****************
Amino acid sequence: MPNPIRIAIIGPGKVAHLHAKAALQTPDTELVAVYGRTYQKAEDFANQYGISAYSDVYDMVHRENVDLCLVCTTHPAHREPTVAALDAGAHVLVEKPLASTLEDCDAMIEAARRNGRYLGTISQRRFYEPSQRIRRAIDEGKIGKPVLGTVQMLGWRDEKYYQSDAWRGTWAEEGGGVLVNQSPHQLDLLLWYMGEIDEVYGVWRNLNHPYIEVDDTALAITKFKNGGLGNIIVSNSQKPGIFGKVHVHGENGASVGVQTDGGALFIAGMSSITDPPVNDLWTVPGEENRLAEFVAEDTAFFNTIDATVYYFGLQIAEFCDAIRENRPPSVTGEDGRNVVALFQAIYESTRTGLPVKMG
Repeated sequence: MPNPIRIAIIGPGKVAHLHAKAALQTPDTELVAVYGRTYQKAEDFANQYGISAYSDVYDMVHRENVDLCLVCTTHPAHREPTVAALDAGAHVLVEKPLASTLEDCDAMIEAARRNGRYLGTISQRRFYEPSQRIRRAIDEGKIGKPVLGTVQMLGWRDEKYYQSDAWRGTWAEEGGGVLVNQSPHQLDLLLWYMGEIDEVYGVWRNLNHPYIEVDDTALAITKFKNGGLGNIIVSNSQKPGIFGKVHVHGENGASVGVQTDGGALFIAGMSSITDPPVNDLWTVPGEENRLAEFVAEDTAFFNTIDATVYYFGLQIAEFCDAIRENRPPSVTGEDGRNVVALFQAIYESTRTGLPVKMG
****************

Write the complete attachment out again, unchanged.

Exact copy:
Amino acid sequence: MPNPIRIAIIGPGKVAHLHAKAALQTPDTELVAVYGRTYQKAEDFANQYGISAYSDVYDMVHRENVDLCLVCTTHPAHREPTVAALDAGAHVLVEKPLASTLEDCDAMIEAARRNGRYLGTISQRRFYEPSQRIRRAIDEGKIGKPVLGTVQMLGWRDEKYYQSDAWRGTWAEEGGGVLVNQSPHQLDLLLWYMGEIDEVYGVWRNLNHPYIEVDDTALAITKFKNGGLGNIIVSNSQKPGIFGKVHVHGENGASVGVQTDGGALFIAGMSSITDPPVNDLWTVPGEENRLAEFVAEDTAFFNTIDATVYYFGLQIAEFCDAIRENRPPSVTGEDGRNVVALFQAIYESTRTGLPVKMG
Repeated sequence: MPNPIRIAIIGPGKVAHLHAKAALQTPDTELVAVYGRTYQKAEDFANQYGISAYSDVYDMVHRENVDLCLVCTTHPAHREPTVAALDAGAHVLVEKPLASTLEDCDAMIEAARRNGRYLGTISQRRFYEPSQRIRRAIDEGKIGKPVLGTVQMLGWRDEKYYQSDAWRGTWAEEGGGVLVNQSPHQLDLLLWYMGEIDEVYGVWRNLNHPYIEVDDTALAITKFKNGGLGNIIVSNSQKPGIFGKVHVHGENGASVGVQTDGGALFIAGMSSITDPPVNDLWTVPGEENRLAEFVAEDTAFFNTIDATVYYFGLQIAEFCDAIRENRPPSVTGEDGRNVVALFQAIYESTRTGLPVKMG